“Jesus.” The angel would have spoken to Joseph in Hebrew or Aramaic because the phraseology is Semitic (G. Osborne, Exegetical Commentary on the New Testament), and the name “Jesus” means “Yahweh is salvation.” The angel explains the name “Jesus” by saying, “for, he will save his people from their sins.” “Jesus” is the same name in Hebrew, Aramaic, and Greek, as “Joshua” in the Old Testament, something that has caused some confusion in some modern versions. For example, in the King James Version in Acts 7:45 and Hebrews 4:8, the Old Testament man Joshua is mistakenly called “Jesus.” Joshua was one of the types of Christ in the Old Testament and there are some profound parallels between Joshua and Jesus.
“it is he.” This is emphatic in the Greek; “he” is put as the very last word in the sentence for emphasis. That would only be confusing in English, so we would have to use capital letters or bold letters. We might say, “Because HE will save his people from their sins.” We place a little more emphasis on it by saying, “it is he,” (cp. NASB).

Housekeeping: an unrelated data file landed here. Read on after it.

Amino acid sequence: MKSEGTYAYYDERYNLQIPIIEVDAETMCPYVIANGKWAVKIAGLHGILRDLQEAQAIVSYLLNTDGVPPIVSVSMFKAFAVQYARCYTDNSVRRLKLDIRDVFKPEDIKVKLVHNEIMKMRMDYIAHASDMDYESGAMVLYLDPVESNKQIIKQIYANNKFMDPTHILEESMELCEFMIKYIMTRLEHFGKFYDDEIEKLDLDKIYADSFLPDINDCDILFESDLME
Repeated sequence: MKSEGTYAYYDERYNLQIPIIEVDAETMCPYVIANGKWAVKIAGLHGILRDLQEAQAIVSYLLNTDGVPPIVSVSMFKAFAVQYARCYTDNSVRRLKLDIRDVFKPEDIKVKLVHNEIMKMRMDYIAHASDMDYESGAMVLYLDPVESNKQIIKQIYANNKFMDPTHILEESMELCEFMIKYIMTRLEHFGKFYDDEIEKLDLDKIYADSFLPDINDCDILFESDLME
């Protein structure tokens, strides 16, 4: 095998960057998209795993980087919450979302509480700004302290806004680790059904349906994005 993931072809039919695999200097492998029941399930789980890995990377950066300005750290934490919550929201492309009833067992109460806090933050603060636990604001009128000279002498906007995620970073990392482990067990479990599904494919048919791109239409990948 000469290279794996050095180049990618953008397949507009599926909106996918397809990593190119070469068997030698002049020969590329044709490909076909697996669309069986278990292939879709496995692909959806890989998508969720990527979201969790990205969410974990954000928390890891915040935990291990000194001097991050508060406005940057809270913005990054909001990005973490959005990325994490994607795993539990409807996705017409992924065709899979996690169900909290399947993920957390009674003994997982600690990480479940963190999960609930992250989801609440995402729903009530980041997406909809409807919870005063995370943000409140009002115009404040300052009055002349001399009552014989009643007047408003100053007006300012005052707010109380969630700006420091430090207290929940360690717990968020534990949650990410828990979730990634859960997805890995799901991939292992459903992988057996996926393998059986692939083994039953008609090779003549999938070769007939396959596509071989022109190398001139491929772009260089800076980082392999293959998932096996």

“sins.” In this context, to be saved from sin is multifaceted. The major emphasis is a metonymy of effect, where “sin” is put for the effect of sin, i.e., the consequences of sin, which is death. In saving people from their sin, Jesus saves people from everlasting death. Jesus Christ came to give people everlasting life, as Scripture attests in many places. Also, however, Jesus saves people from sin in many other ways, including changing their life so that they do not continually live in sin and its consequences, and forgiving sin so people do not have the weight of sin on their shoulders. [For more on sin, what it is and what it does, see commentary on 1 John 1:7, “sin”].